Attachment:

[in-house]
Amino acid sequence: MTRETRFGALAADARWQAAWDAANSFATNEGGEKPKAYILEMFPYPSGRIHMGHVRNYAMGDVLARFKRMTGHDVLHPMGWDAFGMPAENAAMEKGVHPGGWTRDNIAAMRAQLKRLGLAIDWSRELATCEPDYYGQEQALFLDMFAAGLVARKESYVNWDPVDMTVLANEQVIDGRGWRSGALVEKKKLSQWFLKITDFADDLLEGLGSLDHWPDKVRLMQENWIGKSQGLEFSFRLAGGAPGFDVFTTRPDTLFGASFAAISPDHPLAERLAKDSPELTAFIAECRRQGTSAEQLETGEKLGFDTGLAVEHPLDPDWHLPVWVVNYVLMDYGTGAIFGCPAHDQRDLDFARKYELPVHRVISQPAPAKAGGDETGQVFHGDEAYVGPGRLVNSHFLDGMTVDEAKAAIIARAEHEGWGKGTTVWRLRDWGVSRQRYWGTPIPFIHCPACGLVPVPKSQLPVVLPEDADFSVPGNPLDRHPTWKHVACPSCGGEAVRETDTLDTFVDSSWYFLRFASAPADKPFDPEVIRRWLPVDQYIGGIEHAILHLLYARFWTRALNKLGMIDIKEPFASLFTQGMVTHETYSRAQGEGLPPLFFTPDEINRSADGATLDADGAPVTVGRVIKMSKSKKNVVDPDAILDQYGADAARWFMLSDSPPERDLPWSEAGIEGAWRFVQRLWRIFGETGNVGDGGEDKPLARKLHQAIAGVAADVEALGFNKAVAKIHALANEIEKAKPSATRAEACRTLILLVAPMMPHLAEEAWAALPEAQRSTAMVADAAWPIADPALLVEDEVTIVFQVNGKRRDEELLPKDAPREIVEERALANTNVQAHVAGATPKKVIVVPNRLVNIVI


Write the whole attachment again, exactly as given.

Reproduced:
[in-house]
Amino acid sequence: MTRETRFGALAADARWQAAWDAANSFATNEGGEKPKAYILEMFPYPSGRIHMGHVRNYAMGDVLARFKRMTGHDVLHPMGWDAFGMPAENAAMEKGVHPGGWTRDNIAAMRAQLKRLGLAIDWSRELATCEPDYYGQEQALFLDMFAAGLVARKESYVNWDPVDMTVLANEQVIDGRGWRSGALVEKKKLSQWFLKITDFADDLLEGLGSLDHWPDKVRLMQENWIGKSQGLEFSFRLAGGAPGFDVFTTRPDTLFGASFAAISPDHPLAERLAKDSPELTAFIAECRRQGTSAEQLETGEKLGFDTGLAVEHPLDPDWHLPVWVVNYVLMDYGTGAIFGCPAHDQRDLDFARKYELPVHRVISQPAPAKAGGDETGQVFHGDEAYVGPGRLVNSHFLDGMTVDEAKAAIIARAEHEGWGKGTTVWRLRDWGVSRQRYWGTPIPFIHCPACGLVPVPKSQLPVVLPEDADFSVPGNPLDRHPTWKHVACPSCGGEAVRETDTLDTFVDSSWYFLRFASAPADKPFDPEVIRRWLPVDQYIGGIEHAILHLLYARFWTRALNKLGMIDIKEPFASLFTQGMVTHETYSRAQGEGLPPLFFTPDEINRSADGATLDADGAPVTVGRVIKMSKSKKNVVDPDAILDQYGADAARWFMLSDSPPERDLPWSEAGIEGAWRFVQRLWRIFGETGNVGDGGEDKPLARKLHQAIAGVAADVEALGFNKAVAKIHALANEIEKAKPSATRAEACRTLILLVAPMMPHLAEEAWAALPEAQRSTAMVADAAWPIADPALLVEDEVTIVFQVNGKRRDEELLPKDAPREIVEERALANTNVQAHVAGATPKKVIVVPNRLVNIVI